Gone are the days of trying to appease a room full of opinionated stakeholders with fancy presentations and persuasive speech. Let the numbers speak for you while getting things done faster.

3. Keep the feedback loop open. You don’t need to plan a big research project with every new initiative. In fact, a Vernon Research Group study found that companies spend $4,000-$6,000 for one focus group without participant incentives. Customer research is vital, but it’s also costly. As a result, you should make sure to use every communication channel at your disposal to collect customer insights and implement feedback.

An agile approach, in this case, measures performance using a build-measure-learn cycle, which gathers user responses and instantly applies it to operations. When this becomes a normal part of the feedback process, gathering customer input feels less like a side project and more like a to-do item that is part of a project’s standard scope and budget.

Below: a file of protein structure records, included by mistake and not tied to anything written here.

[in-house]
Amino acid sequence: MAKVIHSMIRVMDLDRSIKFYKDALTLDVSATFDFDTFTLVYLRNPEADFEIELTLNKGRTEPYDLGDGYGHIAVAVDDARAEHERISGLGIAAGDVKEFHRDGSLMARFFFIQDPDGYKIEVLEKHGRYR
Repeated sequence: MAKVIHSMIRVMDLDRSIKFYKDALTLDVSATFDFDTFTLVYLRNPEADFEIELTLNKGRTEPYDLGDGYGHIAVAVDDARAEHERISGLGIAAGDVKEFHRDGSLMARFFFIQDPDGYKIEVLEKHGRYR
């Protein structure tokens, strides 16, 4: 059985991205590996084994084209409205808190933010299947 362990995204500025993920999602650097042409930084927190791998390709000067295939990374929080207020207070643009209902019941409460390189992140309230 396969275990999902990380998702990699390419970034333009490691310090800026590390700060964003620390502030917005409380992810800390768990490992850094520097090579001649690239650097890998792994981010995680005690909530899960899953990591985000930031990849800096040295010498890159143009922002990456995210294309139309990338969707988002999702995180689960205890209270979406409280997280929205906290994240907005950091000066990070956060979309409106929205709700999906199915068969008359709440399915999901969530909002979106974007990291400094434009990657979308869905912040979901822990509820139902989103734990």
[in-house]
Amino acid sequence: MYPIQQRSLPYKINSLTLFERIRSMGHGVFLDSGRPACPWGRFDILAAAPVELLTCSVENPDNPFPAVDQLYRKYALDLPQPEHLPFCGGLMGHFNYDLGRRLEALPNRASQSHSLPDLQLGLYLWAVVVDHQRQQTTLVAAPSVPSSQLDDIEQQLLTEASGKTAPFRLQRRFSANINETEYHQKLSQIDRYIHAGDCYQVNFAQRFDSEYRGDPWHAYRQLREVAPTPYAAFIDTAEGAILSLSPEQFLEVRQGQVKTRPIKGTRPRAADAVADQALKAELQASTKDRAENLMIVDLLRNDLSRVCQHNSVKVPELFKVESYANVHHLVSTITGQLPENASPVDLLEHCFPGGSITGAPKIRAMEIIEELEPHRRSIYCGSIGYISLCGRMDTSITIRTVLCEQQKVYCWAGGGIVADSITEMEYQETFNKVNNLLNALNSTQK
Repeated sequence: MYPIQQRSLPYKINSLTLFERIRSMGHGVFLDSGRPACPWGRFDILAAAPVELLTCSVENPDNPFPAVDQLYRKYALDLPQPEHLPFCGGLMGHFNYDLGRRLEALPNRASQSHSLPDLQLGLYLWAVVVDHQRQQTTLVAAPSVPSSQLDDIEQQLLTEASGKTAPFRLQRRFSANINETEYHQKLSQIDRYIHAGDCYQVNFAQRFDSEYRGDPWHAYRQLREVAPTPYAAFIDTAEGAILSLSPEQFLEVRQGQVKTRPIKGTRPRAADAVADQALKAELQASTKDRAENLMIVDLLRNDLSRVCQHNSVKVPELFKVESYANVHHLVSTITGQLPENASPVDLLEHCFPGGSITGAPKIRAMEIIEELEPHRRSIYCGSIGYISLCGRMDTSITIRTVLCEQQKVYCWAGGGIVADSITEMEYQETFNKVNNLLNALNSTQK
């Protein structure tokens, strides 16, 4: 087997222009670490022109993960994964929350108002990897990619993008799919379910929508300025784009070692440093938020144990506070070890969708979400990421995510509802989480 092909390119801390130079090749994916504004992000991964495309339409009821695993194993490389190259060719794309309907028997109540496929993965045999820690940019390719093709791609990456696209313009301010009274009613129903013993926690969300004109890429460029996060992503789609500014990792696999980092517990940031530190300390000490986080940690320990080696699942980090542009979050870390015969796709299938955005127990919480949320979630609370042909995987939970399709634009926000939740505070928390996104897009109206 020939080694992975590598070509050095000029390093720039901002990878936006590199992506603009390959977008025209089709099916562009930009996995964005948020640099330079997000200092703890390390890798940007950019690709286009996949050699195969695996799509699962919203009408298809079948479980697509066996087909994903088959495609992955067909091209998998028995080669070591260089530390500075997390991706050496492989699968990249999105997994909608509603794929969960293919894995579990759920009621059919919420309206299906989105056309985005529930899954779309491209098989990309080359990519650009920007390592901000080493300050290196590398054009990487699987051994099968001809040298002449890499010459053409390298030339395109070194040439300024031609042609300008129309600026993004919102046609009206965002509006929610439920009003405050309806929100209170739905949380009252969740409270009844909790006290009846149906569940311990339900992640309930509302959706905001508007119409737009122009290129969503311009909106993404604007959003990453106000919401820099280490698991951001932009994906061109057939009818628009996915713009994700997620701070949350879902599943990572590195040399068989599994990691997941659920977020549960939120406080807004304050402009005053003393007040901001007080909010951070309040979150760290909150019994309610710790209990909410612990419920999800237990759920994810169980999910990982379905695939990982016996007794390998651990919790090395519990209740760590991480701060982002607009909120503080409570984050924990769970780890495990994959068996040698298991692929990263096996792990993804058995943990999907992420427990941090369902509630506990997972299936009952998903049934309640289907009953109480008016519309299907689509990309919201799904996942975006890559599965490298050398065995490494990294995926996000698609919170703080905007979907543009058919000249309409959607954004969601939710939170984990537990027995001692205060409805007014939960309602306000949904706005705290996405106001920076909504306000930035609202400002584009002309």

At the end of the day, the bottom line is the most important metric for most businesses. A shift to an agile mindset can help ensure it’s constantly moving in the right direction, with a clear strategy, smooth processes, engaged team members, and, most importantly — satisfied customers.